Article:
The fourth quarter saw a slower-than-expected growth in employment expenses, suggesting that inflation pressures on business owners have at least leveled off.
The Labor Department said on Tuesday that the employment cost index, a gauge the Federal Reserve constantly monitors for signals of inflation, climbed 1% between October and December. That was a bit below the 1.1% Dow Jones estimate and less the 1.2% reading in the third quarter. It also was the lowest quarterly gain in a year.
Wages and salaries for the period also rose 1%, down 0.3 percentage point, while the cost of benefits increased just 0.8%, down from 1% in the previous period.
Compensation for government workers grew at a much slower pace comparatively in the quarter, slowing to a 1% gain from 1.9% in Q3.
The Fed is still likely to keep raising interest rates at the next couple of meetings, but we expect a further slowdown in wage growth over the coming months to convince officials to pause the tightening cycle after the March meeting.Andrew Hunter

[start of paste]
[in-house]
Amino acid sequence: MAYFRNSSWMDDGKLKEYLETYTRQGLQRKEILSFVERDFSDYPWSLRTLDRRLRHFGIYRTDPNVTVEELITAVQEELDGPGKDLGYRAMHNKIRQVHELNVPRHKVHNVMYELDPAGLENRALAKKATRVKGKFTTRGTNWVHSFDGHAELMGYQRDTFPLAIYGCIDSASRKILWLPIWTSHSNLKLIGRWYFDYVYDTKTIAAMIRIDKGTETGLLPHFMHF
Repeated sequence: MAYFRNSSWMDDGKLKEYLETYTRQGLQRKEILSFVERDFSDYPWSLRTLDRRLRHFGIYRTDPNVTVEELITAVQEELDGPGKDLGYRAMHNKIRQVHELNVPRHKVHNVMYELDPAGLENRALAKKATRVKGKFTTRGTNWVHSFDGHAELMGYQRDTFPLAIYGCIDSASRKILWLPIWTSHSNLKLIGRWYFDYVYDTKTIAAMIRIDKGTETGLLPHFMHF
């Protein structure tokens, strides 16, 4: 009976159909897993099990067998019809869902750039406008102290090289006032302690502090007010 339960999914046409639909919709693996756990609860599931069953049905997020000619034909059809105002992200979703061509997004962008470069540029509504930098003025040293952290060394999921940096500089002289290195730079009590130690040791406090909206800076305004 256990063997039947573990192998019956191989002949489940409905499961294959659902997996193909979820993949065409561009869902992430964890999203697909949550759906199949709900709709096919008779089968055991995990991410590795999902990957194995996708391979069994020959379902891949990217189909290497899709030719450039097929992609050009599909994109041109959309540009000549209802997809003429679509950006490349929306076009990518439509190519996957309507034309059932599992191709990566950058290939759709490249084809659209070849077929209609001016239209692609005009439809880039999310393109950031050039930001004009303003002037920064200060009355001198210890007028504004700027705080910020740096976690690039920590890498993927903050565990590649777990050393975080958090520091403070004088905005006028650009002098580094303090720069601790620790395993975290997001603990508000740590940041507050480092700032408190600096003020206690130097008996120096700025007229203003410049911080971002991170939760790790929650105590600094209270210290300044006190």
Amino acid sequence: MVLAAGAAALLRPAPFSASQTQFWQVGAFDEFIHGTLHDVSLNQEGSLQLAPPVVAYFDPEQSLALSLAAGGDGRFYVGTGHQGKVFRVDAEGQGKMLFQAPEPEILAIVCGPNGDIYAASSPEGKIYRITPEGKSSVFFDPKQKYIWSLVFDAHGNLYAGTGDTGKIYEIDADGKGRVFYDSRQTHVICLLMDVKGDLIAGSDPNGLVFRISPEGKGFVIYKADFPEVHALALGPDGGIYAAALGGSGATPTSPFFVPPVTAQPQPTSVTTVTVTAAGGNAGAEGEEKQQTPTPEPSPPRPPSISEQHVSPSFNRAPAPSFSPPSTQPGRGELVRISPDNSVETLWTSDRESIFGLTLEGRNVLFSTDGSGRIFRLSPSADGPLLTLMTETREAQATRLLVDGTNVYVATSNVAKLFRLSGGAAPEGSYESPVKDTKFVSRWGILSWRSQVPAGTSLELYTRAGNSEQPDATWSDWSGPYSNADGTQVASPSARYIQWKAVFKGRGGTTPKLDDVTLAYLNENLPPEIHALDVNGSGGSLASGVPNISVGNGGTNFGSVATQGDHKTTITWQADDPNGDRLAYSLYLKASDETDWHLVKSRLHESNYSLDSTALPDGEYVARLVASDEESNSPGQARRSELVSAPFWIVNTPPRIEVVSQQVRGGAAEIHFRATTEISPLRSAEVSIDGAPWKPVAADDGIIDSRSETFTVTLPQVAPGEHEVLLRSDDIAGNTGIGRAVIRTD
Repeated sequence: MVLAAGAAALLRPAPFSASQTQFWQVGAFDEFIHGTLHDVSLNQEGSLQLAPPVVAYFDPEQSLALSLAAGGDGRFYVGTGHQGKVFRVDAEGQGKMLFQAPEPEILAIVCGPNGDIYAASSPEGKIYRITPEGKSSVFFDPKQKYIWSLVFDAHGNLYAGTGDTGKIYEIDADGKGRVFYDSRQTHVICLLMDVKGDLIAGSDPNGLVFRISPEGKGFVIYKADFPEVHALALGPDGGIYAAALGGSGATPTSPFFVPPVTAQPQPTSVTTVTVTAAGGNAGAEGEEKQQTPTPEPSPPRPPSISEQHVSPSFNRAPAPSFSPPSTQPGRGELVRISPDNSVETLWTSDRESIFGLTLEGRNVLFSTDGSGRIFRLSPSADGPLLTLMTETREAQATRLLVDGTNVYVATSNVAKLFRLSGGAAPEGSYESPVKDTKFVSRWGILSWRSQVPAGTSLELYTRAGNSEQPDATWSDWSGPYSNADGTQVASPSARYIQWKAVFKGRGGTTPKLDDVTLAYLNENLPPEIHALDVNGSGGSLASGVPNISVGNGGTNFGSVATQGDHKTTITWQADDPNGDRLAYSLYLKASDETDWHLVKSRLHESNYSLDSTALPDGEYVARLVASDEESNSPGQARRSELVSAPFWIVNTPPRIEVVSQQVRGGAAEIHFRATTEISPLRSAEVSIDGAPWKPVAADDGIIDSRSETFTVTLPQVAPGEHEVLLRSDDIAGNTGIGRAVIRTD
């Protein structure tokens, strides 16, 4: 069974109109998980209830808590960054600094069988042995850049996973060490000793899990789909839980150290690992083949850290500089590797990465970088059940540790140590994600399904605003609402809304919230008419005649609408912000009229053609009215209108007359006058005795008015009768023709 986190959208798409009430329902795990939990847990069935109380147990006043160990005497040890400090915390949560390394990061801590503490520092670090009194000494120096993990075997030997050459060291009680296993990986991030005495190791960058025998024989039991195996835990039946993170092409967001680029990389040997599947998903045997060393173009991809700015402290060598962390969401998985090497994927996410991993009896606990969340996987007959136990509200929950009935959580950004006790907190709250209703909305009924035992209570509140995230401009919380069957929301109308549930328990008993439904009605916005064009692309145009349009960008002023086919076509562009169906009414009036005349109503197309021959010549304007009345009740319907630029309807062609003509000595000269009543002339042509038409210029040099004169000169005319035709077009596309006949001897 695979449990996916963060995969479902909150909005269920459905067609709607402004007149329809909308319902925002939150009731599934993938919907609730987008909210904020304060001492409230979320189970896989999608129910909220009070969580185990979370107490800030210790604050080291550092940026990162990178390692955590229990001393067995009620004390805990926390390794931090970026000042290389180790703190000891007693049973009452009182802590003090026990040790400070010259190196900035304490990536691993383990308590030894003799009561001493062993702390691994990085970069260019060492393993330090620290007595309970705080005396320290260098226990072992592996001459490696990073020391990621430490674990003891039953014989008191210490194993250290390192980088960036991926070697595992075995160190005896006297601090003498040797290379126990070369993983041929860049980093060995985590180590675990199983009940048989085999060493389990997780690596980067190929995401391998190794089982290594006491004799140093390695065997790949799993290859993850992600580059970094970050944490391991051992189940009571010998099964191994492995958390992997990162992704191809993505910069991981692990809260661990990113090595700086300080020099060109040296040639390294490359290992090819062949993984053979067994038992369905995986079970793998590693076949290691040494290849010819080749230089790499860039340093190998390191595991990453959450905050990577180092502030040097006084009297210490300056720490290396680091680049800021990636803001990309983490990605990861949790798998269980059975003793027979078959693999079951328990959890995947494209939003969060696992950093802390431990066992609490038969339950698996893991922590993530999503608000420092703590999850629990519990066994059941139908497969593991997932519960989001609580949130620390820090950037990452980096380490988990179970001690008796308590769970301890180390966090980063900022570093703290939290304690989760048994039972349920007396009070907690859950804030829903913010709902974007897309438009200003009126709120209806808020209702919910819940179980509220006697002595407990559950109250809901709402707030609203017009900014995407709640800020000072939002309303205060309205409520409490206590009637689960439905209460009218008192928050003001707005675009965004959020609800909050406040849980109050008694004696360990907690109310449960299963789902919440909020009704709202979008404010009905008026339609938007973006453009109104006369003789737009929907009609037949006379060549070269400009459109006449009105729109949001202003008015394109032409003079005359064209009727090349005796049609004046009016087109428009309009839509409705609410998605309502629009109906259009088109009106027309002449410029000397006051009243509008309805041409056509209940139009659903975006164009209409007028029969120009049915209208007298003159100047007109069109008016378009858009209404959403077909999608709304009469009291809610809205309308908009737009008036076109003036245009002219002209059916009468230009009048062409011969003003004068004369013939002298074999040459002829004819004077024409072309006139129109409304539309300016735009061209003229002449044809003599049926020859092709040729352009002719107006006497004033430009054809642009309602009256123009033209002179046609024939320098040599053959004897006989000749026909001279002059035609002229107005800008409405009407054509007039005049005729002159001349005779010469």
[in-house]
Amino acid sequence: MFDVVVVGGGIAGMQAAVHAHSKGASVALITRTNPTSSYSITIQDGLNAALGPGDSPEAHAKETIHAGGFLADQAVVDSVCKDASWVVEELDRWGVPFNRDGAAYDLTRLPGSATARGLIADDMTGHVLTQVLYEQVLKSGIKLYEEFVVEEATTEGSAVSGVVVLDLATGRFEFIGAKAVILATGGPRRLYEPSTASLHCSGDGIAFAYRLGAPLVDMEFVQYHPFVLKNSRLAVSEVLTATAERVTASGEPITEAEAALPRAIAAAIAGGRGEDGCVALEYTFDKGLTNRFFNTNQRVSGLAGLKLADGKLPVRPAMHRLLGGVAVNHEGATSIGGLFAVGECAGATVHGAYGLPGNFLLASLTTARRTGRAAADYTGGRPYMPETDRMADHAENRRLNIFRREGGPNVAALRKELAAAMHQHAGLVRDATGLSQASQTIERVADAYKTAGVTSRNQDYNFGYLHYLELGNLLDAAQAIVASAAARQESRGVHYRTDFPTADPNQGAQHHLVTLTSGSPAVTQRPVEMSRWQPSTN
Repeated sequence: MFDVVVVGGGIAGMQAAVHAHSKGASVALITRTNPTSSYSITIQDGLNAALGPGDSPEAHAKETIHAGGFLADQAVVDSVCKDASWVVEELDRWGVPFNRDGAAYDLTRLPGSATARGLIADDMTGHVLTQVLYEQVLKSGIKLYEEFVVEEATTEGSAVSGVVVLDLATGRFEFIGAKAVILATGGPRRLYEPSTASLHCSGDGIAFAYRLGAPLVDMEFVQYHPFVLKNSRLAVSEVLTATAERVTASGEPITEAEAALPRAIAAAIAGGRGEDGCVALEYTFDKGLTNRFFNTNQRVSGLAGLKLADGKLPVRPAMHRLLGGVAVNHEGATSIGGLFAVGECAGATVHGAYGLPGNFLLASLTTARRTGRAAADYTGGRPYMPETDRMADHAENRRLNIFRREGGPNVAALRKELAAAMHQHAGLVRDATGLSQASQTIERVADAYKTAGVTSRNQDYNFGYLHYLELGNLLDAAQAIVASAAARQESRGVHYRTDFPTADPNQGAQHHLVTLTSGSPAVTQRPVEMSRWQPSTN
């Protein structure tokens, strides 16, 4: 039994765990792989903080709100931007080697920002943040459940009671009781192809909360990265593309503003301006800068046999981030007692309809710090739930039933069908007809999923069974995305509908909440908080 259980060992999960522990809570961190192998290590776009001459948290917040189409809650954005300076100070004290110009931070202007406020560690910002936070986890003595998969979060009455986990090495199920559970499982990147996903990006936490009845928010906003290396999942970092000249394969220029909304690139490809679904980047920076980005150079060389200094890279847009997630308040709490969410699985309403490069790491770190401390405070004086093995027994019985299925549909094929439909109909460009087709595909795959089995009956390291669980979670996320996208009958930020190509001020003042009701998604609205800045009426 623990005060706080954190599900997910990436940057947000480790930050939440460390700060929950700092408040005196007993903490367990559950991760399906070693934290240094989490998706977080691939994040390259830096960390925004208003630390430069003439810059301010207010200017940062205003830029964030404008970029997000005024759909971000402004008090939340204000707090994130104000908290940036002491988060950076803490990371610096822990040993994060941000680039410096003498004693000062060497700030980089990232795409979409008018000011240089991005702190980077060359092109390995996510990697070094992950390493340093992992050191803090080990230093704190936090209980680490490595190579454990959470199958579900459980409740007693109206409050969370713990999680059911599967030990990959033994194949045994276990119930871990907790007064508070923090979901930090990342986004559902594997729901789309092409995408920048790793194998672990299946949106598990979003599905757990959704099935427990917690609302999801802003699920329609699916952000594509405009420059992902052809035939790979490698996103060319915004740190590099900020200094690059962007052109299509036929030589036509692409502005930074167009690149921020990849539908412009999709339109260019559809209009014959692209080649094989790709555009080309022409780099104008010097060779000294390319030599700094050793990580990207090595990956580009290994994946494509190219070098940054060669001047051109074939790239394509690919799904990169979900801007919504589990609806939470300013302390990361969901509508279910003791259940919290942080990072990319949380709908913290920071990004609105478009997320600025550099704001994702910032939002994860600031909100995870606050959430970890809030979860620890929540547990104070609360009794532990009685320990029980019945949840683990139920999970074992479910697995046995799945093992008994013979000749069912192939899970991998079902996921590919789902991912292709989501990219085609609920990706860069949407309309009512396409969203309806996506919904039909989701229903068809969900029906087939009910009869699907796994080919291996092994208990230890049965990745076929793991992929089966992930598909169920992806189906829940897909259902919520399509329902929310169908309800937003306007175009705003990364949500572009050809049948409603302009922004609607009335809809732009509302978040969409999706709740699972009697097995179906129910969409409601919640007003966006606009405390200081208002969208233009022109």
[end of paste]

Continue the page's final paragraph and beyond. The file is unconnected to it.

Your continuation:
The ECI is a key inflation indicator in the eyes of the Fed because it takes into account the increased demand for certain professions as well as the disproportionate wage growth in some industries, including those most severely impacted by the pandemic.
The Q4 reading comes the same day the interest rate-setting Federal Open Market Committee begins its two-day policy meeting. The FOMC’s decision to approve a 0.25 percentage point rate hike before its Wednesday meeting ends has been almost assured by the markets.
But the greater focus will be on what officials signal about the future of monetary policy.
The markets are expecting one more quarter-point increase in March, then a break and one or two cuts before the year is out. Officials from the Fed have rejected the idea of any policy easing in 2023, although they might reconsider if inflation readings continue to decline.
“The Fed is still likely to keep raising interest rates at the next couple of meetings, but we expect a further slowdown in wage growth over the coming months to convince officials to pause the tightening cycle after the March meeting,” wrote Andrew Hunter, senior U.S. economist at Capital Economics.
The next big data point comes Friday, when the Labor Department releases its monthly nonfarm payrolls report.
Economists expect that payrolls increased by 187,000 in January, while average hourly earnings were projected to grow 0.3% monthly and 4.3% year over year, after increasing 4.6% at the end of 2022.